Russia is full of surprises. I think it’s generally accepted that the social inclusion agenda for deaf and disabled people is way behind our own and certainly as I wrote about last time that’s the case for disabled people who simply don’t exist. However for the deaf community it’s not as clear cut and in Tomsk far far away from the so called cultural hubs of Moscow and St Petersburg you can find a well established course for deaf students at the local drama college.
My fist meeting with people from the deaf community in Russia was in St Petersburg several years ago. Unlike the disabled people I spoke about in my first blog, although still relatively invisible they have a well established and self contained culture. Whilst in the City I visited a “House of the Deaf” – similar to a deaf club in the UK but also providing training and work opportunities – and through contacts in the UK met a lecturer who taught art at an Art College for deaf people just outside St Petersburg. Rather like visually impaired people in the UK being trained to work in telephone exchanges right through into the 1960’s – it must be true cause master musician Leigh Stirling told me so – in Russia deaf people were guided towards careers in graphics. The college was so popular with art students it also attracted many hearing students although the majority of classes were still formed by deaf young people.
In Tomsk there is no Drama course at a University level but it is taught at a college which also has an intake of deaf drama students. Rather like the current course at The Conservatoire in Glasgow the deaf students spend the first year working together and then from the second year onwards share classes with hearing students. It’s through this initiative inspired by a local actor and a sign language interpreter with a theatre background that Indigo Drama studio were formed who are now working with me alongside the Skomorokh Theatre Actors on developing our show.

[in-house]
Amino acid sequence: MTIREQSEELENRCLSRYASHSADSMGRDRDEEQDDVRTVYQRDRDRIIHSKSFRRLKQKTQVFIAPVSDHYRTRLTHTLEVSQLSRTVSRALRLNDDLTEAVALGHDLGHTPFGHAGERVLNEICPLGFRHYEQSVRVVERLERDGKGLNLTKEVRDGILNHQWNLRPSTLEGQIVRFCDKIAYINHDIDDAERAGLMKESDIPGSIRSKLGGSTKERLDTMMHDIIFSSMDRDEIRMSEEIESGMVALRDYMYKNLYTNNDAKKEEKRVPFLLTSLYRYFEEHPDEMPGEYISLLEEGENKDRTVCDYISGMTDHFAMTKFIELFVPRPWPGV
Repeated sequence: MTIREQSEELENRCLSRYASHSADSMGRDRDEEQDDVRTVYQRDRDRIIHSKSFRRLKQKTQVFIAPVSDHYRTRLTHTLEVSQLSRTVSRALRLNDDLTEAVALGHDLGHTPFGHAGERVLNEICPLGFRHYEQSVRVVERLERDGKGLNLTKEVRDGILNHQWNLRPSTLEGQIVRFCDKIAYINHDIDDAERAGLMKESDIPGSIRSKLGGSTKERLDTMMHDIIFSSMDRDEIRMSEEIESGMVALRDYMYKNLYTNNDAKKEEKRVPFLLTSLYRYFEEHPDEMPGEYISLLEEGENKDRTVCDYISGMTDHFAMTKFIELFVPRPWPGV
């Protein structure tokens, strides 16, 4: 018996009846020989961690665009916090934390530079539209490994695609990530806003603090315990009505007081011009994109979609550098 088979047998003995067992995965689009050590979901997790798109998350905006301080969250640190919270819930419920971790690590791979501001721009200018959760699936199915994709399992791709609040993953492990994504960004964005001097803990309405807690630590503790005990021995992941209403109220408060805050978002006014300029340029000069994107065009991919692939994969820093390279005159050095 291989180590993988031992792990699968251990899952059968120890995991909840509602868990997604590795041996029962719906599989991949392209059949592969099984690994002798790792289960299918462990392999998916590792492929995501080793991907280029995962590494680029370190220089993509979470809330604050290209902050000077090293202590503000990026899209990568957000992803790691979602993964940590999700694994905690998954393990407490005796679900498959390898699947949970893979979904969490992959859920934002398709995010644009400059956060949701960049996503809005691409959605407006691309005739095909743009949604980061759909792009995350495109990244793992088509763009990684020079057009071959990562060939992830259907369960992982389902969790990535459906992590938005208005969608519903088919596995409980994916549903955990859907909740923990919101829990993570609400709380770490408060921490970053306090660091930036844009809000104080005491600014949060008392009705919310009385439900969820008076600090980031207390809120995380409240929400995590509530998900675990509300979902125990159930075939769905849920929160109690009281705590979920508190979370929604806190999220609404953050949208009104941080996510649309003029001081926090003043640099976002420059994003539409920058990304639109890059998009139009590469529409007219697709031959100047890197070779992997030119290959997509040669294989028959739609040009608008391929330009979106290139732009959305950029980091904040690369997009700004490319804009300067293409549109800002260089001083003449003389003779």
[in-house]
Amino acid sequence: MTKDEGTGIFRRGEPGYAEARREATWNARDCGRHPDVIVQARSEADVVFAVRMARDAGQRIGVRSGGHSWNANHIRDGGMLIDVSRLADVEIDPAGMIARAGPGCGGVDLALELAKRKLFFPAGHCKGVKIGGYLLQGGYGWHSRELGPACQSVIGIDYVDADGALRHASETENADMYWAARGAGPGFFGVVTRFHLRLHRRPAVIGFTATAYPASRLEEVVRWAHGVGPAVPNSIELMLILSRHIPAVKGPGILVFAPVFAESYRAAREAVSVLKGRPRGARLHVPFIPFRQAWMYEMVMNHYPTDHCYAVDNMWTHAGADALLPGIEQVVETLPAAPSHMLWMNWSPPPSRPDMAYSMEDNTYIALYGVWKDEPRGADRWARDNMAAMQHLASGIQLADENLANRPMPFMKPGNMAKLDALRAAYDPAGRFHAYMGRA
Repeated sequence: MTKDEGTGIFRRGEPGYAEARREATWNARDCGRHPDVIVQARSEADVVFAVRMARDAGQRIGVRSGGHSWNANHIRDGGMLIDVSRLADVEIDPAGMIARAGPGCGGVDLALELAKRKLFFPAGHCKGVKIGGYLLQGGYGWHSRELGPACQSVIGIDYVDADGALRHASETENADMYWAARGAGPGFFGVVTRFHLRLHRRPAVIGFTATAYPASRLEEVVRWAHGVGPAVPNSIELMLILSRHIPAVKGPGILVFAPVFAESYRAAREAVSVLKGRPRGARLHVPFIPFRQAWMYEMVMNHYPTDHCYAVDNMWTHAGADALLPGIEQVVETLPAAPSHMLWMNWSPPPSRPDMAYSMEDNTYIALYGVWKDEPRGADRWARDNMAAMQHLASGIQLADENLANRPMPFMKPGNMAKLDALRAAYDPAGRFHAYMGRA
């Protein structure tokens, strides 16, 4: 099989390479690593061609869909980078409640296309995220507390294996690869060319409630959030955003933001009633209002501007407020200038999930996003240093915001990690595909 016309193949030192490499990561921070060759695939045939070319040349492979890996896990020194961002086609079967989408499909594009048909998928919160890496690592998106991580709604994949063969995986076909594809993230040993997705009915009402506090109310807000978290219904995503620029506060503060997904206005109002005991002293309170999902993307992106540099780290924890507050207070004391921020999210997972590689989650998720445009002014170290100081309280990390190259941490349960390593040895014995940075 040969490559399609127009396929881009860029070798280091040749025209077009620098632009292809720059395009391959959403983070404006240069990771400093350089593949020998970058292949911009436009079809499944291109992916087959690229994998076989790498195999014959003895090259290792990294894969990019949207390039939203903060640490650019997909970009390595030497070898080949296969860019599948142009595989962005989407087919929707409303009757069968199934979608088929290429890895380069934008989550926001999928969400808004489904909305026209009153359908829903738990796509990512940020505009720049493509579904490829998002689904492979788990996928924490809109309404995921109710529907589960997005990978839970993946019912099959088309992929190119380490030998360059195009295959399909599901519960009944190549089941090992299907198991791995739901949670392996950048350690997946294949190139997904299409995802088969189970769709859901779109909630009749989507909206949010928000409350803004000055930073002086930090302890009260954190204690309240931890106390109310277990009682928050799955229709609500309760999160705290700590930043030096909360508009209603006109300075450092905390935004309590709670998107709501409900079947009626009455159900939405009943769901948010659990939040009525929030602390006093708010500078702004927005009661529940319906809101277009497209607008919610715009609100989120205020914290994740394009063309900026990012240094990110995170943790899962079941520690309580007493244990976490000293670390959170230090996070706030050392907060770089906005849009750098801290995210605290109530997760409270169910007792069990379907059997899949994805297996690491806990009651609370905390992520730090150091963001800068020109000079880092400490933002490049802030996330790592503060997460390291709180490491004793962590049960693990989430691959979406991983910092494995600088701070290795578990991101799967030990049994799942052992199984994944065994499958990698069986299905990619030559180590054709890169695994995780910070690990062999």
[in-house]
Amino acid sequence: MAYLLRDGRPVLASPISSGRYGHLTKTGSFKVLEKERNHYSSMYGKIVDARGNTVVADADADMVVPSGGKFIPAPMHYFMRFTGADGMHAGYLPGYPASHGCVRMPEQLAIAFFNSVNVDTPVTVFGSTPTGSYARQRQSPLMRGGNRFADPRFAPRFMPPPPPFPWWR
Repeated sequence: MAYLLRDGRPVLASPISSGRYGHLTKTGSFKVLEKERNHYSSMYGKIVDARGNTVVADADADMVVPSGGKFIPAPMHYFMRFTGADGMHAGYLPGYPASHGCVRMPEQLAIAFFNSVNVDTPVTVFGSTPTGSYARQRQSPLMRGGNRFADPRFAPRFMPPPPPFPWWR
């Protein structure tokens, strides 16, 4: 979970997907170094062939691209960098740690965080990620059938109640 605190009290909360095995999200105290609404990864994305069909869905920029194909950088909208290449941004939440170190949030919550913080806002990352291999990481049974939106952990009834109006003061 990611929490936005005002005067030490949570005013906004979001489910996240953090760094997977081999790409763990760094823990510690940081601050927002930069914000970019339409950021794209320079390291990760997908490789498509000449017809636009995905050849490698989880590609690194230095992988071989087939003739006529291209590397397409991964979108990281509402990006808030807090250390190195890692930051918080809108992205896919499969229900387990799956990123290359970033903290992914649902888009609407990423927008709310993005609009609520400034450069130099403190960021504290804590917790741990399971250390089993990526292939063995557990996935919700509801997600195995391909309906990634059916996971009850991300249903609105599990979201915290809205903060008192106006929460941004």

Hey Conservatoire chums, the Tomsk college might be a good place to hook up with? It could be a terrific learning experience for both sets of students and teachers.
So far we’ve been working together for four days and whilst at times it can be a laborious process – English to Russian to SSL – Siberian sign language, yes folks its regional here as well – and back again, the results so far have been amazing. The initial nervousness passed by really quickly – the sign name game and a quick blast of “I love you but I don’t know how to smile” did its magic work once again – and then the great openness, big hearts and hard work of both sets of actors has meant progress has been swift. Each character in the show is formed of a deaf performer and a hearing performer – and a puppet! – twin souls each giving a slightly different version of events. The close pairings around a shared text have proved a really quick way for each performer to learn about the others skills and unique language and all the hearing actors are developing sign language skills within this closed setting.
A creative challenge at the moment is that Indigo seldom use much text in their work, preferring to work with gesture and physical theatre techniques and rarely using sign language in their performances. There’s not a huge amount of text in the show but for any actor starting out with a new script it can seem like a big hill to climb and for actors unused to working with texts we have to find ways to help with the climb. Natasha Berenko’s script is beautiful and having spent time working with Indigo before writing she has created a piece that is sensitive to the needs of all the actors involved and we are finding ways to make it work. It’s true I think that great theatre often begins from finding creative solutions to challenges so let’s hope that’s the case in Tomsk. Watch this space for developments. It’s an interesting conundrum.